On our return to the vehicle, the camera and lens were hotter than a firecracker, but when I reassembled it and loaded it with film, it appeared to work properly. Fortunately I was able to get some photos of the second and subsequent streams I visited, and they turned out as well as any photographs I have ever taken. I had a $7.96 recyclable camera with me during subsequent fishing forays, which yielded some decent scenic photos, but close-ups were disappointing since such cameras have fairly short-focus lenses (i.e. wide angle). I may try the waterproof version at some point, as they seem to have a longer lens. Several pictures I took with the recyclable camera were of sufficient quality that I made them into slides for a presentation to be given to our local TU chapter.

I spent some time over the next two days exploring places I wanted to fish. I was not able to spend a lot of time actually fishing, but I did get to wet my line a time or two. One of the areas, Rio de los Pinos, was a bit of a shock. This is designated for fly fishing only with catch-and-release regulations, but the valley is being graded and subdivided for homes (Cumbres Subdivision). The stream has been channelized on both sides of Colorado Route 17 for about 150 yards in each direction. It's sad when such abuse takes place, and raises serious questions as to whether regulations can take the place of sound habitat management. One can walk upstream, though, for a few hundred yards and find better water with riffles, pools, and pocket water. (I was told that the Colorado Division of Wildlife does not, as a matter of policy, distinguish between flys and artificial lures, but that landowners can open their land to the public with such restrictions. In this situation, and a similar situation on the Conejos River, the subdivision makes the rules, and the state posts appropriate signs).

Several other creeks in that area showed more promise, and you can even wave to the engineer and passengers of the Cumbres and Toltec narrow gauge railroad as the train goes by (approximately 10AM and 3PM in the Cumbres Pass area). I saw an angler fishing in a creek not more than 3 feet across, and he looked like he knew what he was doing. This area is a trout prospector's dream, if you are willing to walk a mile or two from the road.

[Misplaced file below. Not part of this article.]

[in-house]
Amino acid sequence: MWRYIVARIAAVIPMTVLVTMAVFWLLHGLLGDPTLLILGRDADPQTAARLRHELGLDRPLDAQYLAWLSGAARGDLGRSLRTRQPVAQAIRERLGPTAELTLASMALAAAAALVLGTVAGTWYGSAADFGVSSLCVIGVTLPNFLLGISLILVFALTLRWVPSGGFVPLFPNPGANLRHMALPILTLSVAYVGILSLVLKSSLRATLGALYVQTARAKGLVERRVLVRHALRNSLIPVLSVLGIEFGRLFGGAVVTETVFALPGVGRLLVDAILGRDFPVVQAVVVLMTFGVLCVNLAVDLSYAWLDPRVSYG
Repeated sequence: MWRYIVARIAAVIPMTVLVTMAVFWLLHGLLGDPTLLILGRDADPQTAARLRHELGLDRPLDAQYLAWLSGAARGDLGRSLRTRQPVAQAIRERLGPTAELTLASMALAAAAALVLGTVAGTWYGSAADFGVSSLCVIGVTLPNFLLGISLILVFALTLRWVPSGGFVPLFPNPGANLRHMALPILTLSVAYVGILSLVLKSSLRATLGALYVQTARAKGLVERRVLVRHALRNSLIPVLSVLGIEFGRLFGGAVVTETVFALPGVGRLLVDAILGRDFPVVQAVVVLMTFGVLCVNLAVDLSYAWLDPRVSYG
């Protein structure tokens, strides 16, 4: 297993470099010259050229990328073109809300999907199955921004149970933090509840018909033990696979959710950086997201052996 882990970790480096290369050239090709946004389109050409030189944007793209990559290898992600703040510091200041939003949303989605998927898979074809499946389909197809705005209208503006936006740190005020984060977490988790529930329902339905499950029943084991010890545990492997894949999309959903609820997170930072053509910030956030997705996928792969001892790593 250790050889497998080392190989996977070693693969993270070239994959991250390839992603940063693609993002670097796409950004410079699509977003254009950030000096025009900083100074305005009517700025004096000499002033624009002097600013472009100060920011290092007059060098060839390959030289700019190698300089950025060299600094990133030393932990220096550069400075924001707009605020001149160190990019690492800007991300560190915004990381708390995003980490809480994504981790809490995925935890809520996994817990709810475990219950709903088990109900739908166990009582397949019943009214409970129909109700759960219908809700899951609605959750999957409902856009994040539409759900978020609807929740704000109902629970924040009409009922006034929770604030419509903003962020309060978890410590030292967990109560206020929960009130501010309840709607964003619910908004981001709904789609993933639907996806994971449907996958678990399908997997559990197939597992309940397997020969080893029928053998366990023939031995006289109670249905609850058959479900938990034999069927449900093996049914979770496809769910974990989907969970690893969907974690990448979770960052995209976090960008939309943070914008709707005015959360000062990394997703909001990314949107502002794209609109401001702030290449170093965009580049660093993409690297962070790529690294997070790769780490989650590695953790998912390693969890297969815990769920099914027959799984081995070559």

My final fishing expedition was to North Lake on Colorado Route 12 about 40 miles west of Trinidad. I had visited this lake a few years ago, and my casting skills were not equal to the wind I experienced then. This time, though, I was able to get the line out 30 or more feet into some occasionally gusty wind, and had a great time. I had rises and strikes for nearly every cast, and was able to release 4 small cutthroats and rainbows. I had about 12 hookups, but these fish were hard to bring in. One 8 incher even broke me off and took my fly as I was trying to release it properly. These were all young fish, and I believe they were wild, since none of their fins were missing or even damaged. They were truly feisty and a pleasure to catch.

A bizzare ending to this day occured when the Mount Shavano Hatchery truck backed up to the boat ramp and disgorged 2200 fairly large rainbows. Susan, Liam and I spent some time nudging 12 - 14 inch rainbows back into the water after they had beached themselves following their precipitous introduction to the lake. I chatted a bit with the driver, and he told me that these measured out at 3 fish to 2 pounds, and that smaller ones are not stocked at North Lake. This made me feel a little better, although it was more than a little disappointing to see a lake that supports wild trout being stocked -- especially with the specter of Whirling Disease looming over Colorado and the West. It also raises a question as to why North Lake is under artificials-only regulations -- but then Colorado is not the only state with regulations that are at odds with management goals. There is a place for put-and-take fishing, but wild trout waters are too precious to be used in that fashion.

The next stop was Ft. Collins and the Poudre Canyon where I spent much of my time as an undergraduate and graduate student at Colorado State (1971-1977). The Cache la Poudre river was high and coffee-colored. I didn't even bother putting my waders on, but I got many nice photos of whitewater rafters, and places which normally would be nice pocketwater, but were currently raging torrents.

This trip underscored for me the need to protect our remaining wilderness, not only from development and ill-advised stocking of non-native species, but from being "loved to death".

The Cache la Poudre river is one of the most fished and floated rivers in Colorado and it is beginning to show signs of overuse, especially in campgrounds. Being designated a "Wild and Scenic River" has been a two-edged sword -- it protects the first 18 miles and parts of a key tributary from impoundment, but it also attracts upwards of 43,000 angler days per year and 9,000 people taking float trips (1989 data, cited in Evans, HE and MA Evans. 1991. Cache La Poudre. University Press of Colorado). The areas designated as a "Recreational River", and undesignated stretches in the lower Poudre Canyon are vulnerable to impoundment, and there are some active proposals to that end. Ironically, the fact that the Poudre is designated a Wild and Scenic River has made the Front Range a more desirable place to live in many people's minds, and thus may indirectly lead to more pressure to create new water impoundments. There is an active citizens group (Friends of the Poudre) that thus far has rallied substantial public support for keeping the Poudre a free-flowing river, but if population growth is not checked, then they may not be able to prevent the dams.